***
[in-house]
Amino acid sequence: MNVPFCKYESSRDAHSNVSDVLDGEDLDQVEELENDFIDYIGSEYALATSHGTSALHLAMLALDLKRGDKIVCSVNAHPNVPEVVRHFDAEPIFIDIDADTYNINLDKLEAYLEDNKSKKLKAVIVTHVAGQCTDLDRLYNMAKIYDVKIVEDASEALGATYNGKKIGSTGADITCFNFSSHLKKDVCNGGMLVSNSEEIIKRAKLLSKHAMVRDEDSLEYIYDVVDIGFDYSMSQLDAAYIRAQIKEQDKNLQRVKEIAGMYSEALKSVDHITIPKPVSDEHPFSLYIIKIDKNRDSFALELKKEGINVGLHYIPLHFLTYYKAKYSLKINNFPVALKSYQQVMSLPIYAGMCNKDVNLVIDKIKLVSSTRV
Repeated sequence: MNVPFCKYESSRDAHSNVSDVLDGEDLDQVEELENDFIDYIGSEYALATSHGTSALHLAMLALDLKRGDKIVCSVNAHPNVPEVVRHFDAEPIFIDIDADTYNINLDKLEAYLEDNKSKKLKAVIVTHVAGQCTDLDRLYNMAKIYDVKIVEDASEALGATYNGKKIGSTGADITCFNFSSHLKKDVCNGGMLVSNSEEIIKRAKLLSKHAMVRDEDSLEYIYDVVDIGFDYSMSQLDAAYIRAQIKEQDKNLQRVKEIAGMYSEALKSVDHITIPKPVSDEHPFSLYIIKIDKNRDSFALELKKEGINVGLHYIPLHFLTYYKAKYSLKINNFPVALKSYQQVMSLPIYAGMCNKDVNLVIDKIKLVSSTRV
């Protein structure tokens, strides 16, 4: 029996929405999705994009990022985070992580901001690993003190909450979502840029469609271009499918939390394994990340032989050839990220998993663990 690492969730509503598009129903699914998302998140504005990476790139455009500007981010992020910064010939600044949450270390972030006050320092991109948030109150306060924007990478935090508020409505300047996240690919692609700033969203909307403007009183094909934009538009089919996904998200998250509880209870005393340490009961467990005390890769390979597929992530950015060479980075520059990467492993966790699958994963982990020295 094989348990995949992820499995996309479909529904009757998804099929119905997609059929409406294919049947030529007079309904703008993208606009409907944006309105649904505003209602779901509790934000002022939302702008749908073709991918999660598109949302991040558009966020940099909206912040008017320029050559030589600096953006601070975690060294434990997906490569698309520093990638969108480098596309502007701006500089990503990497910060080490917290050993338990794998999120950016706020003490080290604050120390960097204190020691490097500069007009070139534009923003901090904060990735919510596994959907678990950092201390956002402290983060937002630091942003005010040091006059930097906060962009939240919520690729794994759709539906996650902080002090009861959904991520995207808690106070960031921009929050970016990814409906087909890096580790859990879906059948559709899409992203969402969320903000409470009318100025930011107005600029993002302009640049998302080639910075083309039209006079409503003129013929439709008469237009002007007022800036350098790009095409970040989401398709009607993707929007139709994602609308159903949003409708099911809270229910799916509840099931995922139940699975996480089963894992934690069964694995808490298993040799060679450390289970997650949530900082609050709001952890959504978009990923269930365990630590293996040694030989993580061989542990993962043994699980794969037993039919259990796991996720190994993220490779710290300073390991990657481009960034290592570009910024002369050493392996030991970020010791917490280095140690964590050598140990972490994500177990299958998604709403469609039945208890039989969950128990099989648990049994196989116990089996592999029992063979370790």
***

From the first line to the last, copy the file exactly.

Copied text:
[in-house]
Amino acid sequence: MNVPFCKYESSRDAHSNVSDVLDGEDLDQVEELENDFIDYIGSEYALATSHGTSALHLAMLALDLKRGDKIVCSVNAHPNVPEVVRHFDAEPIFIDIDADTYNINLDKLEAYLEDNKSKKLKAVIVTHVAGQCTDLDRLYNMAKIYDVKIVEDASEALGATYNGKKIGSTGADITCFNFSSHLKKDVCNGGMLVSNSEEIIKRAKLLSKHAMVRDEDSLEYIYDVVDIGFDYSMSQLDAAYIRAQIKEQDKNLQRVKEIAGMYSEALKSVDHITIPKPVSDEHPFSLYIIKIDKNRDSFALELKKEGINVGLHYIPLHFLTYYKAKYSLKINNFPVALKSYQQVMSLPIYAGMCNKDVNLVIDKIKLVSSTRV
Repeated sequence: MNVPFCKYESSRDAHSNVSDVLDGEDLDQVEELENDFIDYIGSEYALATSHGTSALHLAMLALDLKRGDKIVCSVNAHPNVPEVVRHFDAEPIFIDIDADTYNINLDKLEAYLEDNKSKKLKAVIVTHVAGQCTDLDRLYNMAKIYDVKIVEDASEALGATYNGKKIGSTGADITCFNFSSHLKKDVCNGGMLVSNSEEIIKRAKLLSKHAMVRDEDSLEYIYDVVDIGFDYSMSQLDAAYIRAQIKEQDKNLQRVKEIAGMYSEALKSVDHITIPKPVSDEHPFSLYIIKIDKNRDSFALELKKEGINVGLHYIPLHFLTYYKAKYSLKINNFPVALKSYQQVMSLPIYAGMCNKDVNLVIDKIKLVSSTRV
């Protein structure tokens, strides 16, 4: 029996929405999705994009990022985070992580901001690993003190909450979502840029469609271009499918939390394994990340032989050839990220998993663990 690492969730509503598009129903699914998302998140504005990476790139455009500007981010992020910064010939600044949450270390972030006050320092991109948030109150306060924007990478935090508020409505300047996240690919692609700033969203909307403007009183094909934009538009089919996904998200998250509880209870005393340490009961467990005390890769390979597929992530950015060479980075520059990467492993966790699958994963982990020295 094989348990995949992820499995996309479909529904009757998804099929119905997609059929409406294919049947030529007079309904703008993208606009409907944006309105649904505003209602779901509790934000002022939302702008749908073709991918999660598109949302991040558009966020940099909206912040008017320029050559030589600096953006601070975690060294434990997906490569698309520093990638969108480098596309502007701006500089990503990497910060080490917290050993338990794998999120950016706020003490080290604050120390960097204190020691490097500069007009070139534009923003901090904060990735919510596994959907678990950092201390956002402290983060937002630091942003005010040091006059930097906060962009939240919520690729794994759709539906996650902080002090009861959904991520995207808690106070960031921009929050970016990814409906087909890096580790859990879906059948559709899409992203969402969320903000409470009318100025930011107005600029993002302009640049998302080639910075083309039209006079409503003129013929439709008469237009002007007022800036350098790009095409970040989401398709009607993707929007139709994602609308159903949003409708099911809270229910799916509840099931995922139940699975996480089963894992934690069964694995808490298993040799060679450390289970997650949530900082609050709001952890959504978009990923269930365990630590293996040694030989993580061989542990993962043994699980794969037993039919259990796991996720190994993220490779710290300073390991990657481009960034290592570009910024002369050493392996030991970020010791917490280095140690964590050598140990972490994500177990299958998604709403469609039945208890039989969950128990099989648990049994196989116990089996592999029992063979370790």